Hogan — affectionately known as "Father Phil" — is the last Franciscan priest at the school, where he's worked since 1964, two years after its founding.
"No one really knows how old he is," said athletic director Lawrence Nalls, a 1988 graduate who's served in various capacities at the Catholic school at 4930 S. Cottage Grove Ave. for 20 years.
"Good luck trying to find that out," said senior Andrew Williams, whose father and eight uncles all graduated from Hales. "But however old he is, I don't know what's in the water he's drinking, but I want some of it."
For the record, and after some serious prodding, Hogan revealed he's 77 — born on Christmas Eve, 1935.
Hogan said he even though he's "very old," being around teenagers on a daily basis has kept him young at heart.
"I keep saying to myself, 'When do I get a chance to grow old?'" said Hogan, who teaches a religion class to seniors, coaches the chess and bowling teams, and formerly taught music and instructed Hales' choir.
Saturday, he will conduct Mass for the school's graduation ceremony.
When Hogan, a Minneapolis native, arrived at Hales in 1964, it had 20 Franciscan priests who taught or performed maintenance work.
As the years passed, those priests — and others who followed — either transferred or died, leaving Hogan as the only one remaining.
"He's a walking piece of history," said Nalls, of South Shore.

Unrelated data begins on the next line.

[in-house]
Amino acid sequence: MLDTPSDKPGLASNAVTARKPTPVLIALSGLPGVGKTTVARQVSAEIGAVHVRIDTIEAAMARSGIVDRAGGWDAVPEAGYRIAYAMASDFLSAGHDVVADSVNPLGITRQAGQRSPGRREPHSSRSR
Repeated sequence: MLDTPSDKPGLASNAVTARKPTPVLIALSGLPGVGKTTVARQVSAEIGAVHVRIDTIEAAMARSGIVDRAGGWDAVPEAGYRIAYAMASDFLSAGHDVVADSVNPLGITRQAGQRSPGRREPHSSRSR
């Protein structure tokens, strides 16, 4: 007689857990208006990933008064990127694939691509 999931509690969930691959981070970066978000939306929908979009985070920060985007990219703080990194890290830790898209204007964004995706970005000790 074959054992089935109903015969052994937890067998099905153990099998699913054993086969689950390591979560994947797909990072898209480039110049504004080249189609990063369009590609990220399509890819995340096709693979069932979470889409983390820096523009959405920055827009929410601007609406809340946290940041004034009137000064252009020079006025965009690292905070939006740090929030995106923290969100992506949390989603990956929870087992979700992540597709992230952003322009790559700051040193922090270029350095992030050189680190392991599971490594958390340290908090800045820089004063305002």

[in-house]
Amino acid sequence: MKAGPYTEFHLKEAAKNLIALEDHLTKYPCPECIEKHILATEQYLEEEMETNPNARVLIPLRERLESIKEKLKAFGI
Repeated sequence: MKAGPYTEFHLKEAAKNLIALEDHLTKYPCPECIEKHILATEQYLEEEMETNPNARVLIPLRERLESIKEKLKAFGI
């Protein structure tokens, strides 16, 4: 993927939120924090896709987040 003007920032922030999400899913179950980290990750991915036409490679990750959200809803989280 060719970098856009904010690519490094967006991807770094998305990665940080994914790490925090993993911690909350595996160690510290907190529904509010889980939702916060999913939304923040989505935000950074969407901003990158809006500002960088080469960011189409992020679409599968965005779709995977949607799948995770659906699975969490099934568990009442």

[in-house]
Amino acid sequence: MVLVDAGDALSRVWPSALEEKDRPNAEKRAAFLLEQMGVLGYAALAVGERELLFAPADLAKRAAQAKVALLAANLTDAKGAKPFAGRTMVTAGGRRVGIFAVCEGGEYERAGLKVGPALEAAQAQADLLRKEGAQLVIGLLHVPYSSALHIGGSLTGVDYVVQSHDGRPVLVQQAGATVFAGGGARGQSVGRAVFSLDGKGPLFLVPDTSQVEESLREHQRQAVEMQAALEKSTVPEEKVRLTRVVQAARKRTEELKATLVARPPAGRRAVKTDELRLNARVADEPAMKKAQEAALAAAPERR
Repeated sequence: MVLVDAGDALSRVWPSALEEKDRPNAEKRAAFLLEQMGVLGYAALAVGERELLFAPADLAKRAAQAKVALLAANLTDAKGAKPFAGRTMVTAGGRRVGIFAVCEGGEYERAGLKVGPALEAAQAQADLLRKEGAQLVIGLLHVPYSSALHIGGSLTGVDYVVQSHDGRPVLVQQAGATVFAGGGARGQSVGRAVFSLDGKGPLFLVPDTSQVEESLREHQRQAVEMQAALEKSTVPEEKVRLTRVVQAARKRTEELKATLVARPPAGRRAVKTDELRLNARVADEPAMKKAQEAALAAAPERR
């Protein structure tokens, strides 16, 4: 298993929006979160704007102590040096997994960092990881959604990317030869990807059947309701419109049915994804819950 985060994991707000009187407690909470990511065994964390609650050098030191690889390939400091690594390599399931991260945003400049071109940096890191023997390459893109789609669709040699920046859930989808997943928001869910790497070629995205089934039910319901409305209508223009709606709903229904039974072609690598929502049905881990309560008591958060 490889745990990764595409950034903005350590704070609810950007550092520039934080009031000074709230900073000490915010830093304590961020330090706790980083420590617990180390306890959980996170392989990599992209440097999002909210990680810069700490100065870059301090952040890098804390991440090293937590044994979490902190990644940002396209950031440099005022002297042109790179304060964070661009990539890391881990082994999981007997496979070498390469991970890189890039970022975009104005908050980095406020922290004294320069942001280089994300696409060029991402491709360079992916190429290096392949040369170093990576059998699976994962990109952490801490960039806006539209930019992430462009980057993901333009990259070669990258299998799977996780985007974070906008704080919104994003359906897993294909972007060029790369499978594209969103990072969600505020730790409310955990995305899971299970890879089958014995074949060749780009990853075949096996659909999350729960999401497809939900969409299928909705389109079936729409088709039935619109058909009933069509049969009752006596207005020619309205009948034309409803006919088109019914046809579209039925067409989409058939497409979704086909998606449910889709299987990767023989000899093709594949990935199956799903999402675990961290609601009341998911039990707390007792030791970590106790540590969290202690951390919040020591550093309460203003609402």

Hogan even lived on the school's third floor for more than four decades before moving to a house with four other Franciscan priests in Hyde Park in 2009.
Much of his free time has been devoted to Hales students, like when he took a group to the Illinois State Capitol in 1969 or when chaperoning educational field trips to China, France and other overseas destinations.
"Hales has been his life," said Joe Moffa, a former Hales principal who is now on the school's board of trustees. "He hasn't known any other assignment."
Hogan said most Franciscans don't stay at their assigned locations for more than a few years. Hogan is the anomaly, a white priest who has spent nearly a half-century at a school with an almost-all-black student population that was founded to give minorities an opportunity to have a private-school education.
"I've stayed here because there wasn't anywhere else that had the same sense of appeal," Hogan said. "I must admit that I've been indispensable at times, and I worry what will happen when I'm not here.
"I'm one of the links to the past. Does it make any difference? I think it does."
Perhaps surprisingly, Hogan said he never had a "calling" to the priesthood and never thought he was meant to be a teacher.
But Williams, who's ranked second in his class and will attend Loyola University New Orleans in the fall, said Hogan is a natural instructor who "doesn't shove religion down our throats.
"He teaches us the history of religion, why it happened, but he's very open to other beliefs," said Williams, of Hyde Park.
Hogan has no plans to slow down. His mother lived until she was 93; an aunt recently died at 99.
And the word "retire" isn't in his vocabulary.
"My life has not been very dull, and I can't believe that other people wouldn't want to do what I do: to be a Franciscan, to be a Franciscan teacher," he said. "I guess it's just one of those lucky things that happens."